The Family of Yes

June 19, 2011

Committed

Meet The Family of Yes.

No, not the late 80’s super group.

It’s us.  If you know us, you might be surprised to hear me call us anything but conflicted.  But this was my goal for us for a week as a family at Music Camp. That we say Yes.  At least that we would say Yes more than we said No.

The Family of Yes began, like many of our most ill-fated adventures, with an announcement in the car.  I shut off the Michael Jackson, called for everyone’s attention, and started talking about the idea of becoming — or at least pretending for awhile to be — the family of positivity.  The family that launches into things without a lot of overthinking and holding back.

I introduced it as a family idea, but made it clear that whether or not I had their support, this would be me for the week.  The one who is agreeable, who stops the voice of doubt.

I would, essentially, become somebody else.

There were a number of factors in my favor in this particular moment.  For one thing, we were heading over water to an AMC camp on an island, with cabins.  Just getting in a boat and traveling those few miles would be enough to jump start my inner engine.  I would cut the cord to the internet and live in the real world for a time.

We were also heading towards music, which is the way I feed my soul.  I like food and all — particularly if there are meat and cheese products involved in a meal — but a good song with a solid beat and a balls-out bridge tastes better and sticks more closely to my ribs.

We were also leaving school far behind.  The homework would end, along with the early morning wakeups, the eternally-being-late-for-class, the inevitable social traumas, the need to sit still and behave a certain way.  Because the kids were freed from school, I was also freed from forcing them through the schedule.

The final factor in favor of this mini-transformation is that the week began mid-June.  As bad as the winter gets for me each year, June is its polar opposite.  As the days grow long, the tightness in my back muscles unfurls.  Into these open, loving June days, I cram as much joy, levity, and ease as I can fit.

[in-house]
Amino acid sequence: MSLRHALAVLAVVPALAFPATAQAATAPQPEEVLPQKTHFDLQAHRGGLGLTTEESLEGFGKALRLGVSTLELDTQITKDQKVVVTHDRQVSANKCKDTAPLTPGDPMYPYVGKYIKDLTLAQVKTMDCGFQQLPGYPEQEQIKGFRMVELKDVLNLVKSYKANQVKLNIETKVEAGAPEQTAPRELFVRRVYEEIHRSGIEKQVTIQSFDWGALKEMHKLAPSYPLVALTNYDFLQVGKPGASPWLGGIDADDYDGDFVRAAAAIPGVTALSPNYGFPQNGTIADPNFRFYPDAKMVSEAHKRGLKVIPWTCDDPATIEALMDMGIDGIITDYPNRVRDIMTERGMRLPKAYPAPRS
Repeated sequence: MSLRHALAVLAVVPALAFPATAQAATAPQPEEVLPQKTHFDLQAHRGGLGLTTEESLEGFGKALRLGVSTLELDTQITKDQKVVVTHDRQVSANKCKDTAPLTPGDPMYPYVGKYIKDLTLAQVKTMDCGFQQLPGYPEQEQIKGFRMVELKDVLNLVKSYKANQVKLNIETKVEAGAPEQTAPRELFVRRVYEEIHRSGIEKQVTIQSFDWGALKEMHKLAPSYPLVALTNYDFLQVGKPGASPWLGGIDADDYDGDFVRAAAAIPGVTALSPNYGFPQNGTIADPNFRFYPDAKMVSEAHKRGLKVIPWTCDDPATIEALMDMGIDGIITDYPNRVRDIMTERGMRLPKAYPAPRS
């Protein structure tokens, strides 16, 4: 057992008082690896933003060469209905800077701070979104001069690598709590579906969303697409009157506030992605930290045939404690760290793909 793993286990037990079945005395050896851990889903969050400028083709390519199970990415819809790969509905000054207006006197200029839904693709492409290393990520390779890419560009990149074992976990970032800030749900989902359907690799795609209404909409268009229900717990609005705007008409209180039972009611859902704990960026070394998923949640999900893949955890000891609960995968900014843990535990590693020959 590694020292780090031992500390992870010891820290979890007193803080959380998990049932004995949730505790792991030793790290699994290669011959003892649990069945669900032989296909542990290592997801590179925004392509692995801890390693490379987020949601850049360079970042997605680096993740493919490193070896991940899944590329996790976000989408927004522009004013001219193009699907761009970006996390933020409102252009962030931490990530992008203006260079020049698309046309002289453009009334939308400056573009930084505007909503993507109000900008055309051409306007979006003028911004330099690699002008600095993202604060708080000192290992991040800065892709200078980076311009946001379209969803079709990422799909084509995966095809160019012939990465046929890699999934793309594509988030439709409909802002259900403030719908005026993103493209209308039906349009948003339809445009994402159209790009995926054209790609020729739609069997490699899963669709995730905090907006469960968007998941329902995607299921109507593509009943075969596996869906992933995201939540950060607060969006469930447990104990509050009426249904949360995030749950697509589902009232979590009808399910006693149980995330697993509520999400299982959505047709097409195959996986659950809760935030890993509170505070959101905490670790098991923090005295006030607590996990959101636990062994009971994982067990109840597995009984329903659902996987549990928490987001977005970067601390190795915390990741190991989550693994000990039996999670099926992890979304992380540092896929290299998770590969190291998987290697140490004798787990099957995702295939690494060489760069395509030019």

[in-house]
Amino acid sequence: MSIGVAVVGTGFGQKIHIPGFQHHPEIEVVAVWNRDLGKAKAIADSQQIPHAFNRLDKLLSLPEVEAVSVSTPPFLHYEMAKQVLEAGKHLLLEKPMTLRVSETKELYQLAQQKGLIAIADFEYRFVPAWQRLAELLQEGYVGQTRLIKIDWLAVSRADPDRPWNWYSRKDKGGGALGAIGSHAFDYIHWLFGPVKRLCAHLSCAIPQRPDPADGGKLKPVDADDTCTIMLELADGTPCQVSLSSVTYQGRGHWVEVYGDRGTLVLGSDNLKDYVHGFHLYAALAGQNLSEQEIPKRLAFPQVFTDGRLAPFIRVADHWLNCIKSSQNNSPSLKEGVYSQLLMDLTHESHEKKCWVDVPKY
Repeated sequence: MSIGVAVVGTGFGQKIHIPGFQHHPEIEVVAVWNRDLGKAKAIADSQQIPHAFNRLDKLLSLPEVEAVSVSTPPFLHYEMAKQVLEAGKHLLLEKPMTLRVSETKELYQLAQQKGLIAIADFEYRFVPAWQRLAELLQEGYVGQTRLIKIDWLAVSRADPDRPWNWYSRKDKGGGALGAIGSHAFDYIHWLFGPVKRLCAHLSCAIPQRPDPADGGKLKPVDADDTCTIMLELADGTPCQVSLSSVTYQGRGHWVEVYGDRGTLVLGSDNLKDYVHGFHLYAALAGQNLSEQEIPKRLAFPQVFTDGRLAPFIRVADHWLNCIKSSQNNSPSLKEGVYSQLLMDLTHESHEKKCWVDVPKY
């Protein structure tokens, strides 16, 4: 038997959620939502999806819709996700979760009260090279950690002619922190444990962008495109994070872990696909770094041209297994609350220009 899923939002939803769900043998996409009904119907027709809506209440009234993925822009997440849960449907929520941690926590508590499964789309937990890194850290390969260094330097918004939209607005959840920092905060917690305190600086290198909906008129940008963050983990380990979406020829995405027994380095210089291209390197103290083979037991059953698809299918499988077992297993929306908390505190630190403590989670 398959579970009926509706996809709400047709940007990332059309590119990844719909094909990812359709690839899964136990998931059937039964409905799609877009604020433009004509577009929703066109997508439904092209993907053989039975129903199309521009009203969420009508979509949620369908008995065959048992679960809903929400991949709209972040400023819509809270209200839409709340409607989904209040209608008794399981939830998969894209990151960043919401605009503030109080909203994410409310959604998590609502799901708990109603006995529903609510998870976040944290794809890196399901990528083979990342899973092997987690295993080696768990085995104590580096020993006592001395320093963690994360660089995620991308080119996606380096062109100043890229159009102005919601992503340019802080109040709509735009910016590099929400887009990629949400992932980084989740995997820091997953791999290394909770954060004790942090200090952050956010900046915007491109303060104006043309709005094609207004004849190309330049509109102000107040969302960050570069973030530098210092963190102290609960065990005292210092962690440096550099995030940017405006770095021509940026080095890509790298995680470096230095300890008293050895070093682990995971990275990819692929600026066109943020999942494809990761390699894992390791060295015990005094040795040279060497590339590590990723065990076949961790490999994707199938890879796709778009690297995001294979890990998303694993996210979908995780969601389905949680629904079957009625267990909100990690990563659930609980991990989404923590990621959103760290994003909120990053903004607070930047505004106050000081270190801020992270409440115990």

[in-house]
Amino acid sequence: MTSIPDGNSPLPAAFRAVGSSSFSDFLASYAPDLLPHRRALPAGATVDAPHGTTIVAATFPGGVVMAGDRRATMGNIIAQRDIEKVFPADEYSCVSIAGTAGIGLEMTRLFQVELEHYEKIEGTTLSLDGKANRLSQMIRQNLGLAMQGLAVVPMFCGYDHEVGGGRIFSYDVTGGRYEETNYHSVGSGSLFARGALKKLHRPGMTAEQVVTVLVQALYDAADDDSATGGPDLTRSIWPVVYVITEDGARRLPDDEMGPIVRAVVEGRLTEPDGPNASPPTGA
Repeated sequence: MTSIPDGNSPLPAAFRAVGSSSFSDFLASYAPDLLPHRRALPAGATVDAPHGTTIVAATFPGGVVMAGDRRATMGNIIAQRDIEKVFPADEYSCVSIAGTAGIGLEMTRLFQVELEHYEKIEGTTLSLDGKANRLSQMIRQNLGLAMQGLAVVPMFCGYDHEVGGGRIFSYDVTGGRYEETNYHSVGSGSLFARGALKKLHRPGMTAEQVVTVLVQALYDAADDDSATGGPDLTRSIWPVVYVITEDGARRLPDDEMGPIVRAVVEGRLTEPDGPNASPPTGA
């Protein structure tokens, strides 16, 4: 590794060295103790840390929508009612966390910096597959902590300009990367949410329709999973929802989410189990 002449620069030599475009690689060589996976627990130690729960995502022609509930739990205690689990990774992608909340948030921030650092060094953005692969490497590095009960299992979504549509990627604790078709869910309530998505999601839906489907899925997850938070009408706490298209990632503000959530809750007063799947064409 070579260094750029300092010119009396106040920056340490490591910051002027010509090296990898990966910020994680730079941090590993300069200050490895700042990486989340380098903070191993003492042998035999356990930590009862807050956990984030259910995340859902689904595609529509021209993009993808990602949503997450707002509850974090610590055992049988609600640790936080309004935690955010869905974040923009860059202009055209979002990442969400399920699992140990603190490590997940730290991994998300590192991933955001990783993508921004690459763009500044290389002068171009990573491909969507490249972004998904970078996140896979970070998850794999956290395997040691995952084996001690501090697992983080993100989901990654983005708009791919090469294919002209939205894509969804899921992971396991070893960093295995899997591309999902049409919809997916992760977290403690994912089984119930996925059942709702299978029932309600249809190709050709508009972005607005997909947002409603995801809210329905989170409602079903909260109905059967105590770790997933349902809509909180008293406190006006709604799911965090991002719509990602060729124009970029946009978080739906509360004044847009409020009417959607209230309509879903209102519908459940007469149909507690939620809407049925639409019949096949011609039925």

You would think that “cramming” such ephemeral things might not be safe for them, but really they hold up pretty nicely.  Happy can be just as sturdy as sad.

A long drive, a short boat ride, and there we were.  We unpacked into rustic cabins for two, each one situated just at the edge of a deep, wide lake.  Cabins on Three Mile Island (yes, that is the real name) have no electric lights inside, but a huge picture window lets in the long June days and the view of the lapping water.  We ate dinner at a long table on the summer porch of the Main House, where generations of AMC campers have eaten before.

I found myself on an island, in the rain, along with my little family, who had only grudging agreed to come in the first place.  It was my idea, but all four of us agreed — shockingly — to try out life as the Family of Yes.  We committed to sing our way through a week, even if we didn’t know the tune.  To trying the new without a lot of tormented wondering if it was all going to work out.  A path would lay itself before us one way or another, and the Family of Yes committed to see where it led.

 

Sunset from Breezy 2

Sunset, from Breezy 2

“One Time At Band Camp” to be continued…

Lindsey June 19, 2011 at 5:52 pm

Wow … that photo and your story both take my breath away.
xox

Zaro weil June 8, 2013 at 1:38 am

How i love this family of 4! I expect you’ll read this a week from now. Bravo mes cheres amis!!!!!

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